But years of fashion minimalism took its toll on his business, as they did on many other accessories and jewelry firms. By the mid-Nineties, the licenses were closed down, and Morris had pared his operation to just jewelry and a watch license, department store accounts and one freestanding store. Artwear was closed in 1993.
Although he declined to provide specifics, industry sources said Morris’s sales had peaked at near $10 million worldwide, which included his longstanding license in Japan with Vendome Yamada and other licensed products.
Morris always hand-made nearly every piece himself — something Deutsch hopes to change.
“Robert is a designer’s designer; he has great vision,” said Deutsch. “I’ve never met someone who is more approachable and multitalented. Now, with our resources, we’ll able to help him to match and even improve his quality in certain cases and expand into other areas.”
Morris began designing costume jewelry and then moved into sterling silver. The new partnership will allow him to focus on gold and platinum jewelry with diamonds and gemstones, and continue working in sterling silver. The costume segment has been dropped.
Deutsch and Morris have hired several new bench workers and are modernizing his factory. Deutsch said the production staff would be increased from a dozen now to about 30 in the next year. Because of the fine jewelry, security is being beefed up at the factory, at the SoHo showroom and in the store on 400 West Broadway. There will also be a showroom in Fabrikant’s midtown offices to accommodate both department and fine jewelry stores.
The first 18-karat gold and diamond pieces were hastily finished when Morris was admitted to show at the upscale Couture Collection & Conference trade show in Scottsdale, Ariz., last week. Most of the collection will be introduced at the JCK International fine jewelry show, which opens in Las Vegas Friday.
Those pieces will launch at retail in October and November, when Morris will travel to stores to educate fine jewelry consumers about his background.
“Robert’s pieces lend themselves very easily to stones and diamonds because of their sculptural shapes and edges,” said Deutsch, showing the edge where a sculpted necklace will be trimmed with diamonds.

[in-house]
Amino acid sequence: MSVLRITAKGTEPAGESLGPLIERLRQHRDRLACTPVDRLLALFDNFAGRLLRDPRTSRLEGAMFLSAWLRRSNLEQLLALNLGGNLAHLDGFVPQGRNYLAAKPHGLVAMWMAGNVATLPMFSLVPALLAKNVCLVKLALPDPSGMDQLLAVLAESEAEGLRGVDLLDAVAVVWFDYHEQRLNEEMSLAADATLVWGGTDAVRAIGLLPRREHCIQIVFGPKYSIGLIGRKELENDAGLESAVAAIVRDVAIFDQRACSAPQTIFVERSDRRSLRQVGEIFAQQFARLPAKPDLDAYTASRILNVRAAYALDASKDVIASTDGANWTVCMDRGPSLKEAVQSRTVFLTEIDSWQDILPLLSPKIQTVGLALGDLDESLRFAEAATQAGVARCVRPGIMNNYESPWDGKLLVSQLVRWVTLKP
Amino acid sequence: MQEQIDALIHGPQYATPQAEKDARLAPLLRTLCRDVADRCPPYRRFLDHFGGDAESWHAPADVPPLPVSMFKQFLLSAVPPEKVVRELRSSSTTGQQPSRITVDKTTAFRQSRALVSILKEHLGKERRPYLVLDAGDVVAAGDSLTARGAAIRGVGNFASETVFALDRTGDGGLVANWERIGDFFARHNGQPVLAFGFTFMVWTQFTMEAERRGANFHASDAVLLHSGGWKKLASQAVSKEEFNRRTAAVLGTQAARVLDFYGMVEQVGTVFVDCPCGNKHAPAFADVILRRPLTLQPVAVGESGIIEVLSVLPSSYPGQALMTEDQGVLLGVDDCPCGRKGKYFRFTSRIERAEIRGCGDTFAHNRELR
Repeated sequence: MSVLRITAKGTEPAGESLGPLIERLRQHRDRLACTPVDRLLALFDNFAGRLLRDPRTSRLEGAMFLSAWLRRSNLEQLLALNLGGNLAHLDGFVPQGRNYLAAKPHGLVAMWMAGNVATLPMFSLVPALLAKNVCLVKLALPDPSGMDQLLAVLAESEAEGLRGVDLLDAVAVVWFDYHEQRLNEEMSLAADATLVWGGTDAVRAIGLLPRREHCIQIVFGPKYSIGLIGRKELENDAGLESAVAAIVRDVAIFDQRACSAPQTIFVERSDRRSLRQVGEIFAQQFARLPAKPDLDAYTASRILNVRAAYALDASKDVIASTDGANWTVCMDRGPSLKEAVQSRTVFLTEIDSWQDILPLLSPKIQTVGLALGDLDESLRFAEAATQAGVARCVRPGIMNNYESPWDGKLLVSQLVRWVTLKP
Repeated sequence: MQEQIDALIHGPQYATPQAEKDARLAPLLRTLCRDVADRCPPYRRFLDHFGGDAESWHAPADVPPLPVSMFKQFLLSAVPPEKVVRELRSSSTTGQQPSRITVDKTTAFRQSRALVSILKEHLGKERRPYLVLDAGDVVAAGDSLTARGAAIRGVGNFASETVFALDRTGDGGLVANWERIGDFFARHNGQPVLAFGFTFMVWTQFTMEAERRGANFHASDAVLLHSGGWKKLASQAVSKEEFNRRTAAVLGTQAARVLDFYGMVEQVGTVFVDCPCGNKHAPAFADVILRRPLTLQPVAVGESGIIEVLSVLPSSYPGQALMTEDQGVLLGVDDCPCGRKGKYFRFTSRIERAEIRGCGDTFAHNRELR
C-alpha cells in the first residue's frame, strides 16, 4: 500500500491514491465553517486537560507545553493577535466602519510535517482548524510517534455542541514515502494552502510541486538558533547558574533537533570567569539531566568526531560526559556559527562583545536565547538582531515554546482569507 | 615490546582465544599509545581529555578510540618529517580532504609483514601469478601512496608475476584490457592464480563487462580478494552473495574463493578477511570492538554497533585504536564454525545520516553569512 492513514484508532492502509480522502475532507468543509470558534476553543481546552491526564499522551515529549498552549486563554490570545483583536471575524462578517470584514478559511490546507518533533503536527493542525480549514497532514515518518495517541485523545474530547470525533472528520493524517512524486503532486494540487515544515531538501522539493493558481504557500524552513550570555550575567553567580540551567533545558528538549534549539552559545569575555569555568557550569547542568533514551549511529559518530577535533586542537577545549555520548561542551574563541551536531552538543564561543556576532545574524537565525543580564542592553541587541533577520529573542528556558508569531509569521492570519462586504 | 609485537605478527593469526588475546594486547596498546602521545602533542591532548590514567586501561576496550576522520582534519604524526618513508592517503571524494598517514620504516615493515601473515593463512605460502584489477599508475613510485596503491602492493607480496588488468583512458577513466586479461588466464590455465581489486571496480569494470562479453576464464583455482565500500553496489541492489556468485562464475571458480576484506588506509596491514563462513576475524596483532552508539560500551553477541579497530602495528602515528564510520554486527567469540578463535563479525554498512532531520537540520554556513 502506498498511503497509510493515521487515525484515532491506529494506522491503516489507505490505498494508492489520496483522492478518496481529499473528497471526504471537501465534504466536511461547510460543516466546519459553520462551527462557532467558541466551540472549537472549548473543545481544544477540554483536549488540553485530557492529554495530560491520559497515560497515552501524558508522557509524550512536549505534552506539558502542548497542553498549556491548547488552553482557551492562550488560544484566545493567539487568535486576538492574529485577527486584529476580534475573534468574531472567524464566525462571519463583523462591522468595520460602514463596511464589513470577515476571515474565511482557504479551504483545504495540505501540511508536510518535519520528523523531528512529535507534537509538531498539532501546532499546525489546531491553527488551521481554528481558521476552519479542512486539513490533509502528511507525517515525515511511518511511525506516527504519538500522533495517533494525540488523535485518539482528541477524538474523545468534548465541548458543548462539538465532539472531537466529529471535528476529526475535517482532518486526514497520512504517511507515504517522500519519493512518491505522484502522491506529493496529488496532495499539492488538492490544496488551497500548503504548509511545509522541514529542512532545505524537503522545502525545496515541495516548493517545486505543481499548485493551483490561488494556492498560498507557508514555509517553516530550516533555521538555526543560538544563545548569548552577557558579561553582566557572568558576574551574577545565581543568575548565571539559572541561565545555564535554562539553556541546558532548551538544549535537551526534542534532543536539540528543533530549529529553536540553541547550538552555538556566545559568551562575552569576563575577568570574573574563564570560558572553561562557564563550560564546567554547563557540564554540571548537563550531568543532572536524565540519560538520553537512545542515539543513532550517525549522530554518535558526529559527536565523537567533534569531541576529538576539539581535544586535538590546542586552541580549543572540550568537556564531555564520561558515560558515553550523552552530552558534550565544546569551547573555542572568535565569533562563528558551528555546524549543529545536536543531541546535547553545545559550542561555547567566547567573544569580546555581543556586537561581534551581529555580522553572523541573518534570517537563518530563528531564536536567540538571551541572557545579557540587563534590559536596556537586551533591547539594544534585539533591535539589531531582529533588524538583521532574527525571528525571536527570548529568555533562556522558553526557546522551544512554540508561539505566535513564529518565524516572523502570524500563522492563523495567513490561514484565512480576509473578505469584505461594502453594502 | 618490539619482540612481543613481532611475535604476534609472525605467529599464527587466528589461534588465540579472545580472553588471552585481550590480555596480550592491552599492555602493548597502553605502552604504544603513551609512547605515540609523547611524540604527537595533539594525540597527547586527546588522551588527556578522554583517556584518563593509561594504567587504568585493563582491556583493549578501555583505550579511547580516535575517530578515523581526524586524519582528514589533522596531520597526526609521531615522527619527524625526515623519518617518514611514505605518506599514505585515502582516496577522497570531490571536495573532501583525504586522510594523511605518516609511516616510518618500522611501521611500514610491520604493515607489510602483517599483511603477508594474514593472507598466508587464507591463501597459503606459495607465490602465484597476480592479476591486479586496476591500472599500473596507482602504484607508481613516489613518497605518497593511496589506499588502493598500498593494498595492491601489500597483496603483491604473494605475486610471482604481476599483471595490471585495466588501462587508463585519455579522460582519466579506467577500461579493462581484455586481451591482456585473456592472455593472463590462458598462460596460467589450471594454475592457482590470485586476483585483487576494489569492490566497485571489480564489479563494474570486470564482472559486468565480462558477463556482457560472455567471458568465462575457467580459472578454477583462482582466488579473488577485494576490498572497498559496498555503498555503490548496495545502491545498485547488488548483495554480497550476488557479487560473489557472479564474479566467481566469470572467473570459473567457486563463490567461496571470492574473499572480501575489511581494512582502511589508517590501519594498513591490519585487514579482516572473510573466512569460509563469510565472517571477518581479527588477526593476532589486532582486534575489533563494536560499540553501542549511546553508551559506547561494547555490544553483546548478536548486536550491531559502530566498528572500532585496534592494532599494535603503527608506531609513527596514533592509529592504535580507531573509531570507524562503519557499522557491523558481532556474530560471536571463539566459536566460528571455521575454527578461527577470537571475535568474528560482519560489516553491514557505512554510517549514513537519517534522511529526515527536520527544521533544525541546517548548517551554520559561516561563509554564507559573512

He also showed off the founding piece of a new collection, called Riverstone. Inspired by stones found on Morris’s property in the New Mexico desert, the line is based around a series of what looks like a round stone that has been eroded and hollowed out by water rushing over it, leaving what amounts to a bezel for a diamond or other stone without the traditional visible prongs seen in most fine jewelry.
These “river stones” will be made in a variety of sizes and combined in a host of pieces. It was important that there be no hard edges, Morris said.
“So much of what is going on in fine jewelry today is classic and very uptight, and very much what I’ve always rebelled against,” he said. “I want to bring the opposite feeling to this industry, that of warm, voluptuous and organic looks — a low tech look to balance the accelerated world we live in today. Over the years, I’ve had an army of ideas that I couldn’t figure out how to make. Now I have the support to actually make almost anything that comes out of my head.”
Besides jewelry, Deutsch is keen to attack other segments, namely men’s jewelry; watches, produced under license by Swiss Watch Corp., and the home category, an area where Morris had strong success previously.
“We hope to have realigned the watch line by early next year with much more product,” said Deutsch. “We will invest with Swiss Watch and share development costs there, and we are also looking at other areas for license.
“I have a mandate to make Robert into an international brand. Obviously, we will concentrate on jewelry, but the home arena will be equally important.”